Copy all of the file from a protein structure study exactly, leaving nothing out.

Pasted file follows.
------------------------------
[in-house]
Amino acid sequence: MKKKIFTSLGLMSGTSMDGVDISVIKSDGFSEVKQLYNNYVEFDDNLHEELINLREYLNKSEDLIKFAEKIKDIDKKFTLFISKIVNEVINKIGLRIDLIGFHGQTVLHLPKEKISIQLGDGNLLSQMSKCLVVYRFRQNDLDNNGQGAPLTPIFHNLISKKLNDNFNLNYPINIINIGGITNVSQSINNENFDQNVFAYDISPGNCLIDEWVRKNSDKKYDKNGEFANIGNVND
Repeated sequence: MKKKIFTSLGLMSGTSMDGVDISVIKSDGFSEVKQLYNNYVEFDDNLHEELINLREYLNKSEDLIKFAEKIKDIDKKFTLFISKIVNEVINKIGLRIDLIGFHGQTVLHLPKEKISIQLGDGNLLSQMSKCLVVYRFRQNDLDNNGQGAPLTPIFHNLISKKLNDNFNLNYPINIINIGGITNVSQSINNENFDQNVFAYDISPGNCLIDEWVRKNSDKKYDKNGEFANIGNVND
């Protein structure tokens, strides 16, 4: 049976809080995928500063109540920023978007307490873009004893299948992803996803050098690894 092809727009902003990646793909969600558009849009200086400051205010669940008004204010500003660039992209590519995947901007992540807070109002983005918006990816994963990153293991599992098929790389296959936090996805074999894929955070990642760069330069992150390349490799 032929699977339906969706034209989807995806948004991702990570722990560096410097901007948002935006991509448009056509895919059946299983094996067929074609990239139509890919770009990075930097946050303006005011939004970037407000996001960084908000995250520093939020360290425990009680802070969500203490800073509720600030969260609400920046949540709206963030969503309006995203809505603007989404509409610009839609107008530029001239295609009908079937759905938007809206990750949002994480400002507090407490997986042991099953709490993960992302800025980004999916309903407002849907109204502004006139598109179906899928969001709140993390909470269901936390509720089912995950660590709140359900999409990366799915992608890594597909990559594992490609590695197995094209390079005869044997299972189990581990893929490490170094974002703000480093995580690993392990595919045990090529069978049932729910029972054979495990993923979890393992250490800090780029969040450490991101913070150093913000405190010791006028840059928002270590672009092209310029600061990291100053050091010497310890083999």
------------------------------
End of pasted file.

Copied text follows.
[in-house]
Amino acid sequence: MKKKIFTSLGLMSGTSMDGVDISVIKSDGFSEVKQLYNNYVEFDDNLHEELINLREYLNKSEDLIKFAEKIKDIDKKFTLFISKIVNEVINKIGLRIDLIGFHGQTVLHLPKEKISIQLGDGNLLSQMSKCLVVYRFRQNDLDNNGQGAPLTPIFHNLISKKLNDNFNLNYPINIINIGGITNVSQSINNENFDQNVFAYDISPGNCLIDEWVRKNSDKKYDKNGEFANIGNVND
Repeated sequence: MKKKIFTSLGLMSGTSMDGVDISVIKSDGFSEVKQLYNNYVEFDDNLHEELINLREYLNKSEDLIKFAEKIKDIDKKFTLFISKIVNEVINKIGLRIDLIGFHGQTVLHLPKEKISIQLGDGNLLSQMSKCLVVYRFRQNDLDNNGQGAPLTPIFHNLISKKLNDNFNLNYPINIINIGGITNVSQSINNENFDQNVFAYDISPGNCLIDEWVRKNSDKKYDKNGEFANIGNVND
């Protein structure tokens, strides 16, 4: 049976809080995928500063109540920023978007307490873009004893299948992803996803050098690894 092809727009902003990646793909969600558009849009200086400051205010669940008004204010500003660039992209590519995947901007992540807070109002983005918006990816994963990153293991599992098929790389296959936090996805074999894929955070990642760069330069992150390349490799 032929699977339906969706034209989807995806948004991702990570722990560096410097901007948002935006991509448009056509895919059946299983094996067929074609990239139509890919770009990075930097946050303006005011939004970037407000996001960084908000995250520093939020360290425990009680802070969500203490800073509720600030969260609400920046949540709206963030969503309006995203809505603007989404509409610009839609107008530029001239295609009908079937759905938007809206990750949002994480400002507090407490997986042991099953709490993960992302800025980004999916309903407002849907109204502004006139598109179906899928969001709140993390909470269901936390509720089912995950660590709140359900999409990366799915992608890594597909990559594992490609590695197995094209390079005869044997299972189990581990893929490490170094974002703000480093995580690993392990595919045990090529069978049932729910029972054979495990993923979890393992250490800090780029969040450490991101913070150093913000405190010791006028840059928002270590672009092209310029600061990291100053050091010497310890083999």